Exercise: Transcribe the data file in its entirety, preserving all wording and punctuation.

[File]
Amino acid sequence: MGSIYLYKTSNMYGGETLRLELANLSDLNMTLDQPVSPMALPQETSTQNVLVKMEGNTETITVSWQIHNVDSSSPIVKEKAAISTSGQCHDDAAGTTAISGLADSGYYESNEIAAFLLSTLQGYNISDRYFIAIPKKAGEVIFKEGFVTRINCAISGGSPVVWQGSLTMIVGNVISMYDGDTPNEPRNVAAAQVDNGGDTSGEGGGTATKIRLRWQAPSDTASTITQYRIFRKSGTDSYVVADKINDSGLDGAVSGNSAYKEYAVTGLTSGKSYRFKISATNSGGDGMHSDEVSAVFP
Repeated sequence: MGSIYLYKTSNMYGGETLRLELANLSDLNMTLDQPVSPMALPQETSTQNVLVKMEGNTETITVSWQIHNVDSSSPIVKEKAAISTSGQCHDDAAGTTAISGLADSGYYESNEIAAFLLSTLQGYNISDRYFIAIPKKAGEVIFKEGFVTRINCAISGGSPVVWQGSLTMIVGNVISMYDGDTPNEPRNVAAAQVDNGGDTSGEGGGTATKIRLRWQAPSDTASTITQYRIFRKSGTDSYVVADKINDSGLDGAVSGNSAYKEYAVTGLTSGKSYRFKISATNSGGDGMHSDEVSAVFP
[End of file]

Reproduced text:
Amino acid sequence: MGSIYLYKTSNMYGGETLRLELANLSDLNMTLDQPVSPMALPQETSTQNVLVKMEGNTETITVSWQIHNVDSSSPIVKEKAAISTSGQCHDDAAGTTAISGLADSGYYESNEIAAFLLSTLQGYNISDRYFIAIPKKAGEVIFKEGFVTRINCAISGGSPVVWQGSLTMIVGNVISMYDGDTPNEPRNVAAAQVDNGGDTSGEGGGTATKIRLRWQAPSDTASTITQYRIFRKSGTDSYVVADKINDSGLDGAVSGNSAYKEYAVTGLTSGKSYRFKISATNSGGDGMHSDEVSAVFP
Repeated sequence: MGSIYLYKTSNMYGGETLRLELANLSDLNMTLDQPVSPMALPQETSTQNVLVKMEGNTETITVSWQIHNVDSSSPIVKEKAAISTSGQCHDDAAGTTAISGLADSGYYESNEIAAFLLSTLQGYNISDRYFIAIPKKAGEVIFKEGFVTRINCAISGGSPVVWQGSLTMIVGNVISMYDGDTPNEPRNVAAAQVDNGGDTSGEGGGTATKIRLRWQAPSDTASTITQYRIFRKSGTDSYVVADKINDSGLDGAVSGNSAYKEYAVTGLTSGKSYRFKISATNSGGDGMHSDEVSAVFP